UPDATE: Okay, not auspicious-the Yen is trading at a 3 year high vs. the dollar. 104.06:$1. More Kirin.
And from the IHT:
Most Asian markets fell Friday after overnight U.S. jobs data and pessimistic comments by Federal Reserve Chairman Ben Bernanke's reinforced the view that the world's largest economy may be headed into a recession.
The largest fall came on the Tokyo Stock Exchange, where the Nikkei 225 average fell 2.3 percent to 13,603.0. In Hong Kong, the blue-chip Hang Seng fell 1.1 percent to 24,331.7. Major indices fell in Australia, India, Indonesia, Malaysia, Singapore and South Korea.
In Tokyo, exporters were the big losers as the yen climbed to its highest level against the dollar in nearly three year after Bernanke said large U.S. banks will likely recover from the recent credit crisis, while other banks are at risk of failing....
Thursday, February 28, 2008
Unless you're Chinese, you're listing in Shenzen and your name is Shenzen Topraysolar.Here's the story of the first day's trading, from Reuters:
Shares in Shenzhen Topraysolar Co 002218.SZ, a maker of solar power cells, jumped nearly fivefold when they began trading on Thursday, riding a wave of investor interest in China's clean energy companies.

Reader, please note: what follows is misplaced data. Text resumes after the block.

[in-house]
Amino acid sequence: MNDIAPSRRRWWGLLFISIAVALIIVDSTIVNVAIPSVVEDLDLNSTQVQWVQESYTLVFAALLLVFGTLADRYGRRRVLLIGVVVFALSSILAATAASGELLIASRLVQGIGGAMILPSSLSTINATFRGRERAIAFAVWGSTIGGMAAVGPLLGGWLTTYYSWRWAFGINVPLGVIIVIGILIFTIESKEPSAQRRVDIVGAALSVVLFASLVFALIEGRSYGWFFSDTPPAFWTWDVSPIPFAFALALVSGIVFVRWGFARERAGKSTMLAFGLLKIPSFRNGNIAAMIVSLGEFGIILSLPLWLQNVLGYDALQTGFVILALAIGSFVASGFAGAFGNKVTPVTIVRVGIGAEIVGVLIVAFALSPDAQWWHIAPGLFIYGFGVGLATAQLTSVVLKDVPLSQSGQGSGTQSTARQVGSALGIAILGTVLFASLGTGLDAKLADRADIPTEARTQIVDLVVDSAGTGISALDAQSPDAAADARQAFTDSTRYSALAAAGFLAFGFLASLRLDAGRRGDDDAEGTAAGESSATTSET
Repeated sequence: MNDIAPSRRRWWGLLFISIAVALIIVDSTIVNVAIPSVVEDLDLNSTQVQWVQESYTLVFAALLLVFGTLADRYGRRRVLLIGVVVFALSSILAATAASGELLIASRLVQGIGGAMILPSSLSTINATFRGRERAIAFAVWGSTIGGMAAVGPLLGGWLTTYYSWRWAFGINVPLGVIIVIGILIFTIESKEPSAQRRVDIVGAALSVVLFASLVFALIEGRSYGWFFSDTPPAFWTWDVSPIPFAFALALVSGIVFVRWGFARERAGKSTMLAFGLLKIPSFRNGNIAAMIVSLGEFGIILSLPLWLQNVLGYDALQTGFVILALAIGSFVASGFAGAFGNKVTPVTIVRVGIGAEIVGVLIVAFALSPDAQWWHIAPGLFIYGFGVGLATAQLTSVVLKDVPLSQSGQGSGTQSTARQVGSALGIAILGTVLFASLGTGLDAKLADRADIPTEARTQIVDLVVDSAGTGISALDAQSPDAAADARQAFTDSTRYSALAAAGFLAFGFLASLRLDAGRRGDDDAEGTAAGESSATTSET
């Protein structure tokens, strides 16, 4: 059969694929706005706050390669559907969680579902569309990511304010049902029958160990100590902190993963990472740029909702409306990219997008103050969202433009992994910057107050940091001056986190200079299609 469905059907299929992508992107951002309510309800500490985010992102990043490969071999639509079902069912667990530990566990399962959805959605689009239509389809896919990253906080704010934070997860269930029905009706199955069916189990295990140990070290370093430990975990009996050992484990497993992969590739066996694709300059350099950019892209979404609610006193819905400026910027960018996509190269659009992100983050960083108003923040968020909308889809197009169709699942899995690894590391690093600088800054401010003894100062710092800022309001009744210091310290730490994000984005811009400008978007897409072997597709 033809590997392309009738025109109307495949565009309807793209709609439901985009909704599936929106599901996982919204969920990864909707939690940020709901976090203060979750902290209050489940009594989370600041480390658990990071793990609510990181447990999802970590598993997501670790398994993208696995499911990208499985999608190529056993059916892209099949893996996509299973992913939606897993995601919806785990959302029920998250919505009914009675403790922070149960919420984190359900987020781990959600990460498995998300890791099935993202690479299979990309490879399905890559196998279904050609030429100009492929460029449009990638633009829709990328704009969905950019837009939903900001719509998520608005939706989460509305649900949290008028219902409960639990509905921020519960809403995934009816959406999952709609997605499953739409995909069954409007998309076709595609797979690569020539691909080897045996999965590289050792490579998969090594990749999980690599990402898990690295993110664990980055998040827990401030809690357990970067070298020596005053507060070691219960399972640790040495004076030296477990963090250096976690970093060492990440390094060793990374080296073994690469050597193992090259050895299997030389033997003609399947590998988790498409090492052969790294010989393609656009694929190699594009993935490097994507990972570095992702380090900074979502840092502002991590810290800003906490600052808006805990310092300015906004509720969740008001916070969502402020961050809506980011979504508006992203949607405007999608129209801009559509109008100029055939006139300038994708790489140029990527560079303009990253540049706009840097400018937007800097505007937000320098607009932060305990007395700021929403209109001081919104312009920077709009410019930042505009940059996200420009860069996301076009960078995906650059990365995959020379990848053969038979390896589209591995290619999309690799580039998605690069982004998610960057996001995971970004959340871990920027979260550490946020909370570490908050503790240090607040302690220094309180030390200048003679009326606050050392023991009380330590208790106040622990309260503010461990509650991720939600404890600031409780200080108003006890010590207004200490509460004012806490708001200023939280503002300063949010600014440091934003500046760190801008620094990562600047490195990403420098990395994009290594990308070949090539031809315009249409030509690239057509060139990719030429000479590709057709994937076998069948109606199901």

Topraysolar, the country's first specialist maker of solar cells to list domestically, closed at 51.62 yuan on the Shenzhen Stock Exchange, up 378 percent from their initial public offer price of 10.79 yuan, after hitting a high of 57.00 yuan.
That comfortably beat analysts' expectations of a price of around 45 yuan on the stock's first day of trade....MORE
When costumers at MGM put together the Wizard’s wardrobe for ‘The Wizard of Oz’, the shopped at thrift stores to find clothes that projected “shabby gentility”. In an incredible coincidence, the costume coat’s previous owner was L. Frank Baum, writer of ‘The Wizard of Oz’!submitted by: Greg Steinmayer Dearborn, MI
(89 votes, average: 4.43 out of 5)
Here's Biopact's headline and story, the FAO had better be right:
FAO: global fertilizer supply expected to outstrip demand